Durban beefs up its Commonwealth bid

2015-02-15 06:00

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Durban mayor James Nxumalo will travel to London on March 2 to formally lodge South Africa’s bid for the 2022 Commonwealth Games.

Durban’s last remaining competitor, Edmonton in Canada, withdrew its bid this week – but that doesn’t mean the Games will automatically be handed to Durban on a pricy platter.

Edmonton pulled out because of economic concerns sparked by the tumbling international oil price.

Durban’s bid, approved by Cabinet, will cost South Africa R98?million. Durban’s executive committee on Tuesday approved the allocation of R18?million as part of its contribution to the shared cost of the bid.

In total, the city and the KwaZulu-Natal government will contribute R17.5?million for bid preparation costs, with the city allocating an additional R500?000 for transport costs. The rest of the money will come from the national government.

In a report to council, Durban’s deputy city manager, Musa Gumede, said all three tiers of government had agreed that the SA Sports Confederation and Olympic Committee would lead the bid process.

This culminates with the formal lodging next month. The host city will be announced in September.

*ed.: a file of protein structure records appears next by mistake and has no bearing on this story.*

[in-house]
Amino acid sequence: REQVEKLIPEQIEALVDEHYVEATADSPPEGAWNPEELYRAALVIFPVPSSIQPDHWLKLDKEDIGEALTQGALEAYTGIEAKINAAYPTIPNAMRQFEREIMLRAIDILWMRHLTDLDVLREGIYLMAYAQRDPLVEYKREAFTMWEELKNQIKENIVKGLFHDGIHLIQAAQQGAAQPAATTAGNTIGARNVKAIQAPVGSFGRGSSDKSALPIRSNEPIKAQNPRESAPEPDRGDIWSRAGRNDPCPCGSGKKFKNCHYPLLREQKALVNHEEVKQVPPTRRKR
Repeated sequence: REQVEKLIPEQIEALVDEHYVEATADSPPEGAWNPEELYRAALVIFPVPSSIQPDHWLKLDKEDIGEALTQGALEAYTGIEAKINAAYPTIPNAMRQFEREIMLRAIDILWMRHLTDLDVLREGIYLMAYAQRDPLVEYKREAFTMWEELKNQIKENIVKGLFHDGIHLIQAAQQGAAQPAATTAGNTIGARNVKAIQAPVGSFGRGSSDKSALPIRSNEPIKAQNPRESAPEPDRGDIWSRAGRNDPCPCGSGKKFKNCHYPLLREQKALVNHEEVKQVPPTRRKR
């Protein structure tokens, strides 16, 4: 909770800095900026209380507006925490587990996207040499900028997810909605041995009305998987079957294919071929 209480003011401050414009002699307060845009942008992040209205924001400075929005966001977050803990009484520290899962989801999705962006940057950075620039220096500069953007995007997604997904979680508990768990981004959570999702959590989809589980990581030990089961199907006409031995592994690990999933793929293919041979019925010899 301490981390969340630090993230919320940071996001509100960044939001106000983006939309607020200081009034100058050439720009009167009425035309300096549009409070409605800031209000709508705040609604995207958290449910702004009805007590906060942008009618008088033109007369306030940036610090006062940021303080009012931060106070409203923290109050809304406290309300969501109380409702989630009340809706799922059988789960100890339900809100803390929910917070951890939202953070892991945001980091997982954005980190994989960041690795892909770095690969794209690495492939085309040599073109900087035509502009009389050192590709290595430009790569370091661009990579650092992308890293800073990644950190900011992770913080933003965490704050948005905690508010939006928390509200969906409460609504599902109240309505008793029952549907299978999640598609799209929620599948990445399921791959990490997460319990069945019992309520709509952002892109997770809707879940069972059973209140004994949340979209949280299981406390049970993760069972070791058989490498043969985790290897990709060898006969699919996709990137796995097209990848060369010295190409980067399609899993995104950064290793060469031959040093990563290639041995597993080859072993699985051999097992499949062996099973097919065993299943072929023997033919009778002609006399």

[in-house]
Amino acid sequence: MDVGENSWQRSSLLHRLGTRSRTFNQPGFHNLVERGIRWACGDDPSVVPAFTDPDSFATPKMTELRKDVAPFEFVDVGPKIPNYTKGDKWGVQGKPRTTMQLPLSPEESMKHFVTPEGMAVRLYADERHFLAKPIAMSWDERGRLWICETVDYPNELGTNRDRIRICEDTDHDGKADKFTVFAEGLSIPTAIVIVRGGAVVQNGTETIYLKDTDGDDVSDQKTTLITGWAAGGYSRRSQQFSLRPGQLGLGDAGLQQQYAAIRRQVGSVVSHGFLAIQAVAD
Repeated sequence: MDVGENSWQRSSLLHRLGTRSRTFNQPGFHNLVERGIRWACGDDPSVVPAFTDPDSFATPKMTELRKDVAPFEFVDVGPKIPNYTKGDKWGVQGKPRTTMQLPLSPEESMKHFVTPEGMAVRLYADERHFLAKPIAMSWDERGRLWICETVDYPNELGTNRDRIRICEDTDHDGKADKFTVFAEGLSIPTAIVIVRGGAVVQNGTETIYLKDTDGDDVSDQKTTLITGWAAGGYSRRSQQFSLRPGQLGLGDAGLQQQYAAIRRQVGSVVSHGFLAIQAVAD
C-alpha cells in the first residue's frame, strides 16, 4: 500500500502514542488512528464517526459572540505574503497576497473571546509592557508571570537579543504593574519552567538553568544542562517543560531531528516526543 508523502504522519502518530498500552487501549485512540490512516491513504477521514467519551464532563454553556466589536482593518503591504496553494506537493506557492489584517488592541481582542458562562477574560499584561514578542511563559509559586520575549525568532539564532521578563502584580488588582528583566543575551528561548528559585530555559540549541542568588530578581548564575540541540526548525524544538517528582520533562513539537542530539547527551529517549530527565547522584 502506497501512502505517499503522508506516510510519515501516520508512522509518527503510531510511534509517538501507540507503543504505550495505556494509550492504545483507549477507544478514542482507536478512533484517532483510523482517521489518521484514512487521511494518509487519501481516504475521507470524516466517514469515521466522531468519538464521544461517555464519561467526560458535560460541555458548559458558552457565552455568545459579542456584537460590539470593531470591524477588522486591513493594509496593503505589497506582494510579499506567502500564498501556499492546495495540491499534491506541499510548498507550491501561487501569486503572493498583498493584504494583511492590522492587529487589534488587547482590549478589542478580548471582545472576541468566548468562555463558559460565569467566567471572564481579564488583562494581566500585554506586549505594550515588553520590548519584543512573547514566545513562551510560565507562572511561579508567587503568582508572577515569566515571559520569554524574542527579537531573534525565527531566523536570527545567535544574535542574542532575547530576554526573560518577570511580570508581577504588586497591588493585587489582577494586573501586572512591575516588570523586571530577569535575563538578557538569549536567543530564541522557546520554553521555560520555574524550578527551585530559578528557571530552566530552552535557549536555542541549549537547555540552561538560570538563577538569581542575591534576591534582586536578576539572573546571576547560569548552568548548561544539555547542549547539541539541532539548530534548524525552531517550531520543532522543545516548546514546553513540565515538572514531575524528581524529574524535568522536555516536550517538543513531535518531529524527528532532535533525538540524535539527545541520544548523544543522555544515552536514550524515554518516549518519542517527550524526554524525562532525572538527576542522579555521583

In his report, Gumede said Durban had the necessary infrastructure and there would be no need to build new facilities. Existing facilities would be upgraded where necessary, he said.

The Moses Mabhida Stadium is located at the heart of the Kings Park Sporting Precinct, which will be able to accommodate most sporting codes.

The codes proposed for 2022 are netball, table tennis, shooting, cycling, badminton, judo, weightlifting, wrestling, boxing, lawn bowls, swimming, rugby 7s, athletics, hockey, beach volleyball and triathlon.

A Games village will be set up in Cornubia, north of the city, with broadcasting centres at the Kingsmead Cricket Ground and the SABC in Durban.

Nxumalo said the Games would keep Durban in the news for seven years before they even started.

In an interview with The Namibian last month, Commonwealth Games Federation vice-president Gideon Sam punted the Durban bid.

If Durban’s bid is accepted, it will be the first time the Commonwealth Games are hosted in Africa.

The Games are held every four years and involve athletes from 50 countries.

The next Games are in 2018 on Australia’s Gold Coast – but they will be held amid increasing concern about the massive event’s future.

The 2014 Games in Glasgow, Scotland, are estimated to have cost more than R9?billion.

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